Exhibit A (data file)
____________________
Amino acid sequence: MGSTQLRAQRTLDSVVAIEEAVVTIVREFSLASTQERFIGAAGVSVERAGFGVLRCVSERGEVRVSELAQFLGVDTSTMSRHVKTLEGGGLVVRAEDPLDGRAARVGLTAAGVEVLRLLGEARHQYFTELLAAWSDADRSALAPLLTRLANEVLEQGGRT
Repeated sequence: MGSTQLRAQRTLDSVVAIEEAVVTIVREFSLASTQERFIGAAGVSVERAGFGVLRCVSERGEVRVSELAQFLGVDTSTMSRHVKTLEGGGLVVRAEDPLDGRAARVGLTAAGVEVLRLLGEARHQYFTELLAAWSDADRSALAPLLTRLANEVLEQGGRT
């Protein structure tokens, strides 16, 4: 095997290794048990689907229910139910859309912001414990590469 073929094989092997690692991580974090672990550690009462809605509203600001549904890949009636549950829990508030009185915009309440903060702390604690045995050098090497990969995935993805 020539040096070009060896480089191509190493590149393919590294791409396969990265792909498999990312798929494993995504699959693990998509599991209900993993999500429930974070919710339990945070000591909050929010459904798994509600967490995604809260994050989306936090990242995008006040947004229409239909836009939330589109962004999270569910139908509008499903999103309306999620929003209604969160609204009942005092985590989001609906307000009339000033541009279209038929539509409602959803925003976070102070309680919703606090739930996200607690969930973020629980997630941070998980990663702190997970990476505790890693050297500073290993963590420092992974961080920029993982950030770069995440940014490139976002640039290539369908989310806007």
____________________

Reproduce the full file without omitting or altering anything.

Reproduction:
Amino acid sequence: MGSTQLRAQRTLDSVVAIEEAVVTIVREFSLASTQERFIGAAGVSVERAGFGVLRCVSERGEVRVSELAQFLGVDTSTMSRHVKTLEGGGLVVRAEDPLDGRAARVGLTAAGVEVLRLLGEARHQYFTELLAAWSDADRSALAPLLTRLANEVLEQGGRT
Repeated sequence: MGSTQLRAQRTLDSVVAIEEAVVTIVREFSLASTQERFIGAAGVSVERAGFGVLRCVSERGEVRVSELAQFLGVDTSTMSRHVKTLEGGGLVVRAEDPLDGRAARVGLTAAGVEVLRLLGEARHQYFTELLAAWSDADRSALAPLLTRLANEVLEQGGRT
């Protein structure tokens, strides 16, 4: 095997290794048990689907229910139910859309912001414990590469 073929094989092997690692991580974090672990550690009462809605509203600001549904890949009636549950829990508030009185915009309440903060702390604690045995050098090497990969995935993805 020539040096070009060896480089191509190493590149393919590294791409396969990265792909498999990312798929494993995504699959693990998509599991209900993993999500429930974070919710339990945070000591909050929010459904798994509600967490995604809260994050989306936090990242995008006040947004229409239909836009939330589109962004999270569910139908509008499903999103309306999620929003209604969160609204009942005092985590989001609906307000009339000033541009279209038929539509409602959803925003976070102070309680919703606090739930996200607690969930973020629980997630941070998980990663702190997970990476505790890693050297500073290993963590420092992974961080920029993982950030770069995440940014490139976002640039290539369908989310806007």